"I am saddened to hear of Marvin Miller's passing," Texas Rangers CEO and president Nolan Ryan, a Hall of Fame pitcher, said. "Marvin had a tremendous impact on the game and always had its best interests at heart. He helped create a true partnership between ownership and the players."
Educating his membership and then reflecting its views, Miller was at the forefront of the brief stoppages in 1972 and 1980 and the strike that interrupted the 1981 season for seven weeks (a work stoppage in 1976 was a lockout). His image as a villain grew primarily out of the '81 strike, as well as his fierce, unyielding nature.
Miller wasn't initially in favor of a strike in the late stages of Spring Training in 1972 and was surprised by the players' preference for such action. Similarly, he was moved by the players' action in 1981 because the issues then did not affect active players so much as those who would follow.
Miller's appearance -- some pointed to his pencil-thin mustache and characterized his "look" as sinister -- added to the image. His skill at the bargaining table and in the public forums that followed the almost daily collective bargaining sessions in '81 kept his coast-to coast membership well-informed and steadfast and swayed public opinion in some cases. The union's solidarity gratified him.
After he was replaced by Ken Moffitt and then Fehr in the early '80s, he remained quite aware of union activities and often was consulted by his former colleagues and quoted by the media at times of collective bargaining distress. Miller didn't always agree with the directions in which the union moved, particularly in recent years when drug testing became a hot-button issue. Fully aware of the pressure applied by Congress, Miller scolded the union for its less rigid stance.
Although he is not enshrined in the Baseball Hall of Fame, Miller achieved a profile higher than most of the men he represented, improving their general working conditions as well as their financial well-being.
Commissioner Bud Selig: "Marvin Miller belongs in the Hall of Fame, if the criteria is what impact you had on the sport, whatever way one wants to value that impact. Yes, Marvin Miller should be in the Hall."
Tom Seaver: "Marvin's exclusion from the Hall of Fame is a national disgrace."
Bob Costas: "He's a transformative figure of the game. ... There is no non-player more deserving of the Hall of Fame."
Jim Bouton: "Instead of pointing to the sky, today's players should be pointing to Marvin Miller."
Tom Glavine: "He had more influence on what became of players, generally, than anyone. He took up the fight for players so they weren't just pieces of meat that were discarded at someone else's whim. And he carried on after he retired. That's when I got to know him a little. Very intelligent. To say he knew his stuff is an understatement. I'd thought the Hall of Fame was a no-brainer with Marvin."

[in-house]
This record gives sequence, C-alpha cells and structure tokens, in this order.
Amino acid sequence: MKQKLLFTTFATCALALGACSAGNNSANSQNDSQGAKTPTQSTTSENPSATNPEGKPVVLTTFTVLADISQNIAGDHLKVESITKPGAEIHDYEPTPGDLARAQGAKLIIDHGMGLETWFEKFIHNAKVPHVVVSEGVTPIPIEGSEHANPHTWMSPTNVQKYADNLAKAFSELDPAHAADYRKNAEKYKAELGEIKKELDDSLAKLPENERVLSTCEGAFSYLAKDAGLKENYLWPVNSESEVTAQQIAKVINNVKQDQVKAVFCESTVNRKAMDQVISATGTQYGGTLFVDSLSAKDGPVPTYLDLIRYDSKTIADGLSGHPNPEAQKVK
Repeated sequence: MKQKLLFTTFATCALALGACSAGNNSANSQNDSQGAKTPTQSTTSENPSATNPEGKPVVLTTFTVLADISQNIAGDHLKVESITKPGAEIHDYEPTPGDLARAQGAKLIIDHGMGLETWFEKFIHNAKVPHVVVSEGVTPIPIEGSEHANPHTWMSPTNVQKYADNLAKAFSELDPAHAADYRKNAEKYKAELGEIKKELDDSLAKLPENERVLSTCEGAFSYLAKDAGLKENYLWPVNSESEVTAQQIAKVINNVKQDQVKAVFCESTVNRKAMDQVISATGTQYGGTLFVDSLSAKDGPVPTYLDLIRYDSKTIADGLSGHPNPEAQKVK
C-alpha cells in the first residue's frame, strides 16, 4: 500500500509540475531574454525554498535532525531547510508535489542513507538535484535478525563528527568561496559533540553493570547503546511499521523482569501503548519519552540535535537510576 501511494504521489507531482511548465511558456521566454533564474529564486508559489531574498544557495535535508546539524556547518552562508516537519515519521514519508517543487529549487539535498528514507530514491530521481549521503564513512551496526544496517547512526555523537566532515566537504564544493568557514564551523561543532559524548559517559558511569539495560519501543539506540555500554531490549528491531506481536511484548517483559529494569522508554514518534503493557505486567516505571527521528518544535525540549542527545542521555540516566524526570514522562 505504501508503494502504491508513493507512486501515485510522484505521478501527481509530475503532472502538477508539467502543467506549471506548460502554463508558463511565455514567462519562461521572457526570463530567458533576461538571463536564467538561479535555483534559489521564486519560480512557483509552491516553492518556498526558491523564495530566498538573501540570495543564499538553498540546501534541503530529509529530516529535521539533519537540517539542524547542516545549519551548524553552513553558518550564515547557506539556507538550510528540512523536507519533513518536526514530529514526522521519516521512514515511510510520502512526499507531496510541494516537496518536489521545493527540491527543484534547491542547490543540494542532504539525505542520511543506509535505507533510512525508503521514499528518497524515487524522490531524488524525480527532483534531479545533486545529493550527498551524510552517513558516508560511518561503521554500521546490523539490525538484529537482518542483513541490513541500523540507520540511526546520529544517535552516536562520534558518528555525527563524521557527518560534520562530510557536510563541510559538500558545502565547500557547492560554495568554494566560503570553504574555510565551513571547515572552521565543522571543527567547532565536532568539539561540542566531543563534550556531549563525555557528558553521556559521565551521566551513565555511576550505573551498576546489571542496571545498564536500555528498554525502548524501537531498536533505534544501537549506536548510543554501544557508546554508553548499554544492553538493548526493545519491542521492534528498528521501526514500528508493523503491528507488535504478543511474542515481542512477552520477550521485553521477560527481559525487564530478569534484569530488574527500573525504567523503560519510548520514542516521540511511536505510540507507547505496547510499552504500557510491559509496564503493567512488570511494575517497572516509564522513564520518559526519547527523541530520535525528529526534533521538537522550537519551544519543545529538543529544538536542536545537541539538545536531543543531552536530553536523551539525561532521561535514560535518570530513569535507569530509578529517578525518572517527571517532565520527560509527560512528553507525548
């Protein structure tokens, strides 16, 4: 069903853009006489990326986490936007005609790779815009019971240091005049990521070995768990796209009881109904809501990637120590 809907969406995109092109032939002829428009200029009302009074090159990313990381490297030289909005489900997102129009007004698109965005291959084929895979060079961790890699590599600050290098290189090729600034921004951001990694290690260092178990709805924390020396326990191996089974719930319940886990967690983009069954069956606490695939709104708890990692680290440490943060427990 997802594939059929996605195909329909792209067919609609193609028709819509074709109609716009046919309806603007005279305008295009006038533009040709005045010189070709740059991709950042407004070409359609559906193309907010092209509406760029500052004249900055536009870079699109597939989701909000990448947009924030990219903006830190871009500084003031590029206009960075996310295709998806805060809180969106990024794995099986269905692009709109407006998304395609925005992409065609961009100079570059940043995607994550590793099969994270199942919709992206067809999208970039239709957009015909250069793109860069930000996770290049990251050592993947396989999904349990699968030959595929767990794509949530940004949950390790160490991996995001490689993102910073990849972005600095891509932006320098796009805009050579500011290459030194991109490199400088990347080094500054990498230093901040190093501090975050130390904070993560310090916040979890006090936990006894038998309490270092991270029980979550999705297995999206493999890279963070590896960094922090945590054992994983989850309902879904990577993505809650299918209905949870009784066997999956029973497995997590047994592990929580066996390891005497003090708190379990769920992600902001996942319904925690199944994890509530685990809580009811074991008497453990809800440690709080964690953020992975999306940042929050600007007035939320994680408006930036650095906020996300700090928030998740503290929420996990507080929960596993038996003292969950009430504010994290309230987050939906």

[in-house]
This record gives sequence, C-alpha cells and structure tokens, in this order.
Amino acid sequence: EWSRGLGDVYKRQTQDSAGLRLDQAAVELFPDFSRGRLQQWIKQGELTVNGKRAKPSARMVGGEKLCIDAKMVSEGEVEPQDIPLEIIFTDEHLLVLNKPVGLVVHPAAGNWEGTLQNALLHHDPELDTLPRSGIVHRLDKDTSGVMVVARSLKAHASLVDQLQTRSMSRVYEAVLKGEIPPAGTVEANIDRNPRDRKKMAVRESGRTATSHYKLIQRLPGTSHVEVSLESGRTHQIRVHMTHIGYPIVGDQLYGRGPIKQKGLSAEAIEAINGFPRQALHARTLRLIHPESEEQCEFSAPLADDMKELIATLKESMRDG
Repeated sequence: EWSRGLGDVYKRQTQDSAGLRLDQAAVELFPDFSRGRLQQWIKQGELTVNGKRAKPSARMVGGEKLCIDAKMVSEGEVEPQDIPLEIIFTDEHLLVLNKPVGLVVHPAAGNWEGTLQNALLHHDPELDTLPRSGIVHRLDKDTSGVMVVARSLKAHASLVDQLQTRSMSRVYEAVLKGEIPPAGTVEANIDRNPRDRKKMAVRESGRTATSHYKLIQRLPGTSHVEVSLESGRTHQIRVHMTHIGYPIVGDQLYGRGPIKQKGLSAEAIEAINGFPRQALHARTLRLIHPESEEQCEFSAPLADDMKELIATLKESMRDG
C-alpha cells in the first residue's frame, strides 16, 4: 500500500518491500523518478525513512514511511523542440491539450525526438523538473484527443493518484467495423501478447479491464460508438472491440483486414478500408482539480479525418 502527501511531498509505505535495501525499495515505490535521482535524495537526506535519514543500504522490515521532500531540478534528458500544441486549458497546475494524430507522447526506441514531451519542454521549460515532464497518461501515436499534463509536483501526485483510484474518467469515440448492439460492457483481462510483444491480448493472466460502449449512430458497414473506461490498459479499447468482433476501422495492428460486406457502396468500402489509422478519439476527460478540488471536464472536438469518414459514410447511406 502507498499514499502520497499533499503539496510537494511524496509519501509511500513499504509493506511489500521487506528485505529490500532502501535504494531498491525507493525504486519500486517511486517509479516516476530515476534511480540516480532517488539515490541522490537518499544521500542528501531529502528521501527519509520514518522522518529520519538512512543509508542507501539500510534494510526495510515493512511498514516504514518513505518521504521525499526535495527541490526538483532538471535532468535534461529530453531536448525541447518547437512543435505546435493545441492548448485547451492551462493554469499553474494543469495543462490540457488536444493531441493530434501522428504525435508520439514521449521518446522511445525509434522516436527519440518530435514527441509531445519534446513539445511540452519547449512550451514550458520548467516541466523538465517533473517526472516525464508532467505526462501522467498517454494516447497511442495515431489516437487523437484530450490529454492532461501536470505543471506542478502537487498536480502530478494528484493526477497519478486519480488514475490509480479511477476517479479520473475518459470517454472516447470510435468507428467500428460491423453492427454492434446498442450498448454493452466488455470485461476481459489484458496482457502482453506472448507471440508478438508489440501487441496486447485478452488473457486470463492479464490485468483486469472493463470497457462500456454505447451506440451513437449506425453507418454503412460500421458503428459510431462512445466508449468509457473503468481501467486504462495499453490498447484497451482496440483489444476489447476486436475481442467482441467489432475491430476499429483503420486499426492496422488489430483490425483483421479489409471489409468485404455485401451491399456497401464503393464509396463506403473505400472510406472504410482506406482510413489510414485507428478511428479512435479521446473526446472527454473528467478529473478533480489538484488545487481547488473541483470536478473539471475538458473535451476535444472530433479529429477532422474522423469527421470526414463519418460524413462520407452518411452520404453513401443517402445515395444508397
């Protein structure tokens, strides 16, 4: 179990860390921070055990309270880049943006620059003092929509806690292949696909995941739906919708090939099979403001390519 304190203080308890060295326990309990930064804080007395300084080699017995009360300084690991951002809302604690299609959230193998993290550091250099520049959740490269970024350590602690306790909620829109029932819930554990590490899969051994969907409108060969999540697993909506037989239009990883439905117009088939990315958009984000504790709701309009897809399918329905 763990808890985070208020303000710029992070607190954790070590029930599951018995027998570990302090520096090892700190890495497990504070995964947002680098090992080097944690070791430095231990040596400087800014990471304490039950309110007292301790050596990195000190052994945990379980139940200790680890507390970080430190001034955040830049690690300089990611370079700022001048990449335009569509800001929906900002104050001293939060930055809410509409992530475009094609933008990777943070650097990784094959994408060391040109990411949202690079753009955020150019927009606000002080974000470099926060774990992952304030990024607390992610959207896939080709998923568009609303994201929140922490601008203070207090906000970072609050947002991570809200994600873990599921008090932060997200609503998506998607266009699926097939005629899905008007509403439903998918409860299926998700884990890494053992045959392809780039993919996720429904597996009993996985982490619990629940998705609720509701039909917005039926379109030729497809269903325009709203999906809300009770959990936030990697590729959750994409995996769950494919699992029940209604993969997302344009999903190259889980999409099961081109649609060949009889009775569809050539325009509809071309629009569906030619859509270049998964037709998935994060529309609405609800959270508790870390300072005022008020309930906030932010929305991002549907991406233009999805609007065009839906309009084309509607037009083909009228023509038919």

Bill James, a writer, historian and statistician who is currently a senior advisor on baseball operations for the Red Sox, suggested that Ruth, Robinson, Miller and Branch Rickey would constitute baseball's Mount Rushmore.
Even Raymond Grebey, the clubs' lead negotiator during the strike in 1981, publicly endorsed Miller's Hall of Fame candidacy, a startling development given their adversarial roles and the stated, mutual mistrust that evolved between them.
But even when the electorate for Hall of Fame induction included only former players already enshrined, Miller fell short. More recently, with other committees responsible for the vote -- former club and industry executives were included -- he didn't receive the required support, prompting him and others to believe that some of the voters were on a mission to rebuff his candidacy. The resolve of some voters evidently was stronger than the reserve clause Miller's initiatives had eliminated in 1975.
Four years ago, Miller wrote a letter requesting that he no longer be considered.
"I'm kind of amused by it," he wrote. "I asked not be included on any ballots and gave them notice in writing. And they got their backs up and said, 'Nobody can tell us what to do.' It was a reasonable request in light of the circumstances. Why would they keep putting me on a list and, at the same time, rigging the election so I can't be elected?"
Those who knew Miller well said election once appealed to him. As a genuine fan of the game, he fully grasped the significance of the recognition. But in time, possible election lost its appeal.
"That this man still isn't recognized as one of the great leaders and still is looked upon with scorn by some people in the game is one the great injustices in my lifetime," McCarver said.
Miller's legacy is recognized elsewhere. The union named its Man of the Year Award after its first leader. And a grass-roots demonstration of the players' sense of Miller's contributions and accomplishments exists, one that Miller found quite gratifying -- a website named ThanksMarvin.com, launched by former players.
A portion of the preface on the site reads: "As the director of the Major League Baseball Players Association, Marvin led us from a history of no rights to parity with the owners. Most of us were very respectful of our opportunity to play a sport for a living, and certainly didn't want to offend our employers. But Marvin pointed out how grossly unjust the situation was. With grace and dignity, he slowly but surely led us into a position of equality."
Said Weiner: "It was an honor and a privilege to have known Marvin. The industry has never witnessed a more honorable man, and his passion for helping others and his principled resolve serve as the foundation of the MLBPA to this day. On behalf of all Major Leaguers and MLBPA staff, I extend my heartfelt sympathies to Marvin's daughter, Susan, son, Peter, their families and Marvin's many friends and admirers. Marvin was a champion among champions, and his legacy will live on forever."
Marty Noble is a reporter for MLB.com. This story was not subject to the approval of Major League Baseball or its clubs.